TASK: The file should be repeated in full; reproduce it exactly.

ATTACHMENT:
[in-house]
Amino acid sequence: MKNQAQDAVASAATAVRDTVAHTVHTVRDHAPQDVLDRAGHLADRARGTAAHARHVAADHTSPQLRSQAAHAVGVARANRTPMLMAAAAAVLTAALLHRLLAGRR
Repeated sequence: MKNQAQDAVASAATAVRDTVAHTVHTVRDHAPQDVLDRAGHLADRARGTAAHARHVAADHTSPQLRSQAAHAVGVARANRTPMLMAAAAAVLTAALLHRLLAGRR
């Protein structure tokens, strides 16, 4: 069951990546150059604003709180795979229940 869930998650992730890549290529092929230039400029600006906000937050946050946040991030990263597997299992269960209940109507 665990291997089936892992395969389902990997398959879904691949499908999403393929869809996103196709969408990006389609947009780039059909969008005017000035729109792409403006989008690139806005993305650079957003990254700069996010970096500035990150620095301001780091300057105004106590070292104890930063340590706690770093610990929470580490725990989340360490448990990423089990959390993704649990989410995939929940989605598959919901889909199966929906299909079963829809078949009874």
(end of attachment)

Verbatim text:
[in-house]
Amino acid sequence: MKNQAQDAVASAATAVRDTVAHTVHTVRDHAPQDVLDRAGHLADRARGTAAHARHVAADHTSPQLRSQAAHAVGVARANRTPMLMAAAAAVLTAALLHRLLAGRR
Repeated sequence: MKNQAQDAVASAATAVRDTVAHTVHTVRDHAPQDVLDRAGHLADRARGTAAHARHVAADHTSPQLRSQAAHAVGVARANRTPMLMAAAAAVLTAALLHRLLAGRR
């Protein structure tokens, strides 16, 4: 069951990546150059604003709180795979229940 869930998650992730890549290529092929230039400029600006906000937050946050946040991030990263597997299992269960209940109507 665990291997089936892992395969389902990997398959879904691949499908999403393929869809996103196709969408990006389609947009780039059909969008005017000035729109792409403006989008690139806005993305650079957003990254700069996010970096500035990150620095301001780091300057105004106590070292104890930063340590706690770093610990929470580490725990989340360490448990990423089990959390993704649990989410995939929940989605598959919901889909199966929906299909079963829809078949009874």